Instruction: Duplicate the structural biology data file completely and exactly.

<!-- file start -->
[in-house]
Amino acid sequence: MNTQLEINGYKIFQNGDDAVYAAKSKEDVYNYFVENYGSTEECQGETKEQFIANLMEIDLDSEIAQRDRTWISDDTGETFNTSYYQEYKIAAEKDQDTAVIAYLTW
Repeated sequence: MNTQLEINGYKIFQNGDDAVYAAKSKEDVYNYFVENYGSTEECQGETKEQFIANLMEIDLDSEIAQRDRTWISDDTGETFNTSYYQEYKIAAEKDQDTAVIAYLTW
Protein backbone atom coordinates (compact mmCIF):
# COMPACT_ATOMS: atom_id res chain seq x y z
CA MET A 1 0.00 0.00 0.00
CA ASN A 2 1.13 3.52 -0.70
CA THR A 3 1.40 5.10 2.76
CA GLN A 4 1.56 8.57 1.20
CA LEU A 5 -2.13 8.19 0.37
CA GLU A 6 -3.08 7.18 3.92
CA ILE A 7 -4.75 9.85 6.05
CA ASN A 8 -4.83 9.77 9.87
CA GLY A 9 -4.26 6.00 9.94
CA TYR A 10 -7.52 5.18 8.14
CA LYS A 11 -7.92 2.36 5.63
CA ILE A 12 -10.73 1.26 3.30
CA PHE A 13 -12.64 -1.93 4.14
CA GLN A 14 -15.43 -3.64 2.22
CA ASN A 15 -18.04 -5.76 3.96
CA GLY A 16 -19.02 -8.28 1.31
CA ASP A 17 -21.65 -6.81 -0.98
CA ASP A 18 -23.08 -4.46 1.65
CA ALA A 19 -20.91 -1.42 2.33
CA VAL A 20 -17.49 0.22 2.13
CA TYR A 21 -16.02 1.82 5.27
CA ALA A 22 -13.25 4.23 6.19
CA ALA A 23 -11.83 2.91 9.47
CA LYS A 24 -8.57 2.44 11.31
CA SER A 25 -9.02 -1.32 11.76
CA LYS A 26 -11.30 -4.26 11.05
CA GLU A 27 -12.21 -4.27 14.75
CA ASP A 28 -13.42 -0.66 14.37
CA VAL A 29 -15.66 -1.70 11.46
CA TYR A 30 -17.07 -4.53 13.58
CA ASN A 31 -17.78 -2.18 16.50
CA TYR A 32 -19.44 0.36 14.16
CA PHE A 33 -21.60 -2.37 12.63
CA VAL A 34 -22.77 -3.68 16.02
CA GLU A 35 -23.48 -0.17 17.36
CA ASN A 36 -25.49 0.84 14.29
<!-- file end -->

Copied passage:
[in-house]
Amino acid sequence: MNTQLEINGYKIFQNGDDAVYAAKSKEDVYNYFVENYGSTEECQGETKEQFIANLMEIDLDSEIAQRDRTWISDDTGETFNTSYYQEYKIAAEKDQDTAVIAYLTW
Repeated sequence: MNTQLEINGYKIFQNGDDAVYAAKSKEDVYNYFVENYGSTEECQGETKEQFIANLMEIDLDSEIAQRDRTWISDDTGETFNTSYYQEYKIAAEKDQDTAVIAYLTW
Protein backbone atom coordinates (compact mmCIF):
# COMPACT_ATOMS: atom_id res chain seq x y z
CA MET A 1 0.00 0.00 0.00
CA ASN A 2 1.13 3.52 -0.70
CA THR A 3 1.40 5.10 2.76
CA GLN A 4 1.56 8.57 1.20
CA LEU A 5 -2.13 8.19 0.37
CA GLU A 6 -3.08 7.18 3.92
CA ILE A 7 -4.75 9.85 6.05
CA ASN A 8 -4.83 9.77 9.87
CA GLY A 9 -4.26 6.00 9.94
CA TYR A 10 -7.52 5.18 8.14
CA LYS A 11 -7.92 2.36 5.63
CA ILE A 12 -10.73 1.26 3.30
CA PHE A 13 -12.64 -1.93 4.14
CA GLN A 14 -15.43 -3.64 2.22
CA ASN A 15 -18.04 -5.76 3.96
CA GLY A 16 -19.02 -8.28 1.31
CA ASP A 17 -21.65 -6.81 -0.98
CA ASP A 18 -23.08 -4.46 1.65
CA ALA A 19 -20.91 -1.42 2.33
CA VAL A 20 -17.49 0.22 2.13
CA TYR A 21 -16.02 1.82 5.27
CA ALA A 22 -13.25 4.23 6.19
CA ALA A 23 -11.83 2.91 9.47
CA LYS A 24 -8.57 2.44 11.31
CA SER A 25 -9.02 -1.32 11.76
CA LYS A 26 -11.30 -4.26 11.05
CA GLU A 27 -12.21 -4.27 14.75
CA ASP A 28 -13.42 -0.66 14.37
CA VAL A 29 -15.66 -1.70 11.46
CA TYR A 30 -17.07 -4.53 13.58
CA ASN A 31 -17.78 -2.18 16.50
CA TYR A 32 -19.44 0.36 14.16
CA PHE A 33 -21.60 -2.37 12.63
CA VAL A 34 -22.77 -3.68 16.02
CA GLU A 35 -23.48 -0.17 17.36
CA ASN A 36 -25.49 0.84 14.29